By Frank MacDonald
Who would guess that beneath that placid, almost stoic demeanor lies the problem-solving smarts of MacGyver, the inspiration of an artist and the nerve of a high-stakes gambler. And that’s just scratching the surface when it comes to Travis Connell.
In what some believed unthinkable just a few seasons ago, Connell guided Western Washington University to a near-perfect, National Collegiate Athletic Association Division II championship last year. He did so after eschewing some conventional wisdom for collegiate women’s soccer and then revamping his own strategy following a near-miss return to the national finals.
Connell may be cool to the touch while hot coals glow beneath the surface. His musical taste may prove off-key compared to his players, but together they are symphonic. He’s a deep thinker who refuses to be out-worked, and his methods may not be mainstream, but whoever went to the front by becoming a follower?
“He’s the wind behind the sail,” offers Lynda Goodrich, who served as WWU’s Director of Athletics for 26 years before retiring in May of 2013.
Just Get It Done
It was Goodrich who, in 2000, tapped Connell to become head coach of the Western men. He had been men’s assistant under Brad Swanson while serving as coaching director for Whatcom Rangers, the county’s premier youth club. “He’s a really quality person,” she says. “That comes across immediately,” adding, “It didn’t take a rocket scientist to know this was the person to lead our program.”
Under Connell, the Vikings shockingly won a first conference crown in 2002 and again in 2008. By then Connell was also juggling the women’s coaching duties. In fact, both of Western’s teams won the GNAC that autumn, which was all Goodrich could ask. “We were operating the men’s and women’s programs on a shoestring,” she confesses.
Undeterred, Connell was driven, plotting a way to forge ahead, well before the wherewithal and on-campus playing facility arrived.
“We didn’t have a lot of resources; we did a lot of stuff ourselves,” remembers Greg Brisbon, then Connell’s aide, and now Western’s head men’s coach. Connell and Brisbon constructed soccer-tennis dividers out of scrap lumber found around campus and would erect scaffolding to film games (prior to 2014; games off-campus at Orca Field and Civic Stadium since 2000). “He’s a bit of a handyman,” quips Brisbon, who remembers days when resources were thin, their mantra was, “Just get it done.”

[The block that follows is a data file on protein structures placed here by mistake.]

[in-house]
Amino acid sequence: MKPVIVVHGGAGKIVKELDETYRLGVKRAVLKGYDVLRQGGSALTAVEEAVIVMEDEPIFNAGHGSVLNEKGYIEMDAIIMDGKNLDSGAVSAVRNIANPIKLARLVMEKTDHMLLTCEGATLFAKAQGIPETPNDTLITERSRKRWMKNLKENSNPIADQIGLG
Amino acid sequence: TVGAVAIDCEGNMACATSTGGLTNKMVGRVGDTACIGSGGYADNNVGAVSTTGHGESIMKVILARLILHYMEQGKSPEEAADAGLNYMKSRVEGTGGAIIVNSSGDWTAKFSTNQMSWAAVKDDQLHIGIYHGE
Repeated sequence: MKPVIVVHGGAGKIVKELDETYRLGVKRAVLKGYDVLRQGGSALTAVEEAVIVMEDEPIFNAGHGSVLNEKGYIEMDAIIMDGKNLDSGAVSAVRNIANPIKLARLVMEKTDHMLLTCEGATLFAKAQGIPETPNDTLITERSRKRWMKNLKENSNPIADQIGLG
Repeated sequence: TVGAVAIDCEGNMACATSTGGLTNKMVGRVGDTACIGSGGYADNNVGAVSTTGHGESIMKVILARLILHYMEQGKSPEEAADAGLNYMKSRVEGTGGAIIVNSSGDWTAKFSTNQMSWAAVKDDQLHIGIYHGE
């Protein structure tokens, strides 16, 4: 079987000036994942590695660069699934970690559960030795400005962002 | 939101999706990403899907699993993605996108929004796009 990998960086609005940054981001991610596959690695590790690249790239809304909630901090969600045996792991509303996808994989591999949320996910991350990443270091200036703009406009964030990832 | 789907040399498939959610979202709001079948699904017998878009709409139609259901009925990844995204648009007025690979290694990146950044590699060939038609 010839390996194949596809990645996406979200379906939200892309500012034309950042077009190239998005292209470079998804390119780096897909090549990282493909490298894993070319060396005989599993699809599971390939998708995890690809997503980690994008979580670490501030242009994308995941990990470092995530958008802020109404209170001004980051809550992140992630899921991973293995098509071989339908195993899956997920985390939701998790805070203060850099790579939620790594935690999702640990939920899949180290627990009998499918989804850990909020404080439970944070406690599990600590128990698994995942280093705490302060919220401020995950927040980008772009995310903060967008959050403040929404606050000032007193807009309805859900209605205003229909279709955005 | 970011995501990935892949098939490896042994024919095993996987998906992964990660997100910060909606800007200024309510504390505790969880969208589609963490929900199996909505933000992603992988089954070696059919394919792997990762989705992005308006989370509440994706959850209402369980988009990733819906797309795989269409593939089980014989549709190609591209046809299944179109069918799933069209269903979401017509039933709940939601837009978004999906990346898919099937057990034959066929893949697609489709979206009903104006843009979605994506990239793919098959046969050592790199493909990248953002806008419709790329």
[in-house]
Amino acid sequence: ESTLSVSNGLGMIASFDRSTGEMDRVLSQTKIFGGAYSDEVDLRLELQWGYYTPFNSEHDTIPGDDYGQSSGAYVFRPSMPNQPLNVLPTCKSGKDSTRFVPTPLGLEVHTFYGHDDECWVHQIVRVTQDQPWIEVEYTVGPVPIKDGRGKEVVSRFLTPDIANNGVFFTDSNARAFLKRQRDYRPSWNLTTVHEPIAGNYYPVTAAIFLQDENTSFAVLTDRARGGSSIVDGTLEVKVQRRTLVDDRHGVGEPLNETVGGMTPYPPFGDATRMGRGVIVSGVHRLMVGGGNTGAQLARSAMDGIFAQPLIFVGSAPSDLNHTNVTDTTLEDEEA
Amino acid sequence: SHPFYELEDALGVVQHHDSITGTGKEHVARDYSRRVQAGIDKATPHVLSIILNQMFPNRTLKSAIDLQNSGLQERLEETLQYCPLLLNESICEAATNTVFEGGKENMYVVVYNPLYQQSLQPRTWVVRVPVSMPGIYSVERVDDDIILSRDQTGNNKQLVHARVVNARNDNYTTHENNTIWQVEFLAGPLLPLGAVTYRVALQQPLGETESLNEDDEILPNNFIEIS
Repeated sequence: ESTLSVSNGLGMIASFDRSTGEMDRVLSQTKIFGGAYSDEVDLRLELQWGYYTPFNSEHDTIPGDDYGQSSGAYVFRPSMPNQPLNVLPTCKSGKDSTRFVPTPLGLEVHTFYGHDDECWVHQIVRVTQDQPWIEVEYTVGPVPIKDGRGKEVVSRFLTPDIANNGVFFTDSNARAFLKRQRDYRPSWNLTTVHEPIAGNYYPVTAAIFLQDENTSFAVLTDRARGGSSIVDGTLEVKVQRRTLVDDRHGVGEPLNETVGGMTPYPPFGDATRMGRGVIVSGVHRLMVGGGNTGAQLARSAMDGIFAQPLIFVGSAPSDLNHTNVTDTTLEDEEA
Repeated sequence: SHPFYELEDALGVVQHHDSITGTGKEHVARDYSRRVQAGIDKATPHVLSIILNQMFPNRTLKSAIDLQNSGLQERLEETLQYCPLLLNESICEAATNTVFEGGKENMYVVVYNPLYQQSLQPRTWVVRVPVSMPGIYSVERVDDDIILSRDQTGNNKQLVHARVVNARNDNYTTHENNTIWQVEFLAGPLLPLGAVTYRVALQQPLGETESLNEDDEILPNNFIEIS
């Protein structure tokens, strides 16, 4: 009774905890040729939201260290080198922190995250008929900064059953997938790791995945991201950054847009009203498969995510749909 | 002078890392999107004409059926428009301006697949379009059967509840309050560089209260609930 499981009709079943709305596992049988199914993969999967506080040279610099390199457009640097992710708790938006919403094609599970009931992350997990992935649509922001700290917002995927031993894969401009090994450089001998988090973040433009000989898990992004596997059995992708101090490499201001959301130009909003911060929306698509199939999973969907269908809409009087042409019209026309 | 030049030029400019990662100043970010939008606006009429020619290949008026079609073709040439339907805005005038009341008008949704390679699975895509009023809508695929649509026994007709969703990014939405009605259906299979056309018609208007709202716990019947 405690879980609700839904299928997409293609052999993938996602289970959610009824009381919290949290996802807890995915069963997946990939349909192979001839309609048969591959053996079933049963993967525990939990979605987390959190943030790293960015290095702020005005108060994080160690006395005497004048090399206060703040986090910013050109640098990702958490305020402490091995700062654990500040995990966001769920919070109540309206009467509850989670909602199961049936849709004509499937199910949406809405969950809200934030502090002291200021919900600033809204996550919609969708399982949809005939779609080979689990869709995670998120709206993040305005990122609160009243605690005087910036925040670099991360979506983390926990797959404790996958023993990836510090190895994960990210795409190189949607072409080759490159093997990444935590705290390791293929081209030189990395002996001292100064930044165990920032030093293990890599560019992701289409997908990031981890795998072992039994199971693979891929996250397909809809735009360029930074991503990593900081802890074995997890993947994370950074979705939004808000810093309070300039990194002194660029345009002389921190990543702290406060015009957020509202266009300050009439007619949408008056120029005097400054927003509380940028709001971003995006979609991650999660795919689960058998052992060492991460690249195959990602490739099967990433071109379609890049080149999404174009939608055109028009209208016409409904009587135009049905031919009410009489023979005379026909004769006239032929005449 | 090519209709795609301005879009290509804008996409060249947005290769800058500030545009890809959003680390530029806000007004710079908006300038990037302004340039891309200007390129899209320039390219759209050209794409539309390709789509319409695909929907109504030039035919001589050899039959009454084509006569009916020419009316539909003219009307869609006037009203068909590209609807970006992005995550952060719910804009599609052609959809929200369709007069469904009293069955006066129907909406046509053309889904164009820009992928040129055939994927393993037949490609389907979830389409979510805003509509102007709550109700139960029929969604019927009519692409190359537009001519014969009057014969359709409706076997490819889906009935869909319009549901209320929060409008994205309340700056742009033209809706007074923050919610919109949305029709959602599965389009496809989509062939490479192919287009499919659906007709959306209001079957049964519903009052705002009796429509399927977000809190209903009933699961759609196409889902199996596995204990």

A Boy Becomes ‘The Man’
Connell grew up the eldest of two sons of an Oak Harbor couple, owners of a lumber yard. One day a representative of the local youth soccer league was doorbelling, seeking sponsors. John Connell asked if a team might have room for his 6-year-old boy, Travis. The playful reply: “That depends; are you a sponsor?”
John Connell not only donated, at the first practice session he found himself as coach, no other parents showing interest. It made no difference that he knew nothing about the sport. From there forward, he learned just enough to stay ahead of the kids, and he kept coaching Travis and Caleb, his younger son, through high school. If Travis became a do-it-yourselfer, he had a role model. John converted a vacant space in the lumber yard into a miniature indoor soccer facility, where the Connell kids and their friends would congregate regularly after school.
The Whidbey Islanders bonded together as well as to the game itself. It was a combination of talent, desire to learn and tight cohesion that soon made them one of the top teams in the state. “The key was they loved the game and they loved each other,” remarked John Connell. “It was really a tight group.”
After their time together at Oak Harbor High, several Islanders reunited at Seattle Pacific University. The first to go, Travis was confronted by a higher caliber of play while trying to re-invent his game following a severe ankle injury, yet he persevered.
“He was the man growing up,” states Todd Stauber, a friend since childhood and men’s co-coach for a season at Western. “I looked up to him as a player. We all did.”
“Before the injury,” adds Stauber, “he was the top guy in all of Washington. After that he wasn’t the same, but he found his way because he was such a smart player.”
Surrounded by several All-Americans and future pros, Connell nevertheless discovered his niche on a SPU squad rated among the best, at any level, in Northwest history. He unselfishly operated as the conduit for the big guns, with an uncanny knack for connecting the right pass at the right time. As a junior playing in a remarkable NCAA semifinal, Connell came forward to score and help bring the Falcons back from a 2-goal deficit. They would go on to claim the national championship two days later.
Artist at Heart
Connell graduated from SPU with a degree in art. Not a Bachelor of Arts; just art. One of his first jobs was in a local gallery, and he sold some of his paintings.
“I didn’t know he was an art major until I knew him for a couple years,” says Brisbon. “He is a really good painter, and he can draw. There are some paintings of his that I’ve seen and I’m thinking, ‘Holy cow, you did this?’”
“I was not a gifted artist,” claims Travis. “It wasn’t something that came easily.” An elementary school teacher helped him understand the principles of creating art, something he took hold of. “That made a big impact on me, and I started working on it because it was a way to express myself. I fell in love with doing that.”
Other than the occasional drawing for his children, Connell has essentially set aside his brushes, palate and pencils since joining Brad Swanson’s WWU staff in 1996. Still, there are times the right side of his brain is clearly in creation mode.
“Back in those days when we didn’t have a field or locker rooms, he did really good sketches,” Brisbon shares. With Harrington Field on Western’s campus now in place, Brisbon confirms that Connell’s concepts from the early 2000s are now a reality. “I can talk someone through a vision. He has the ability to draw it.”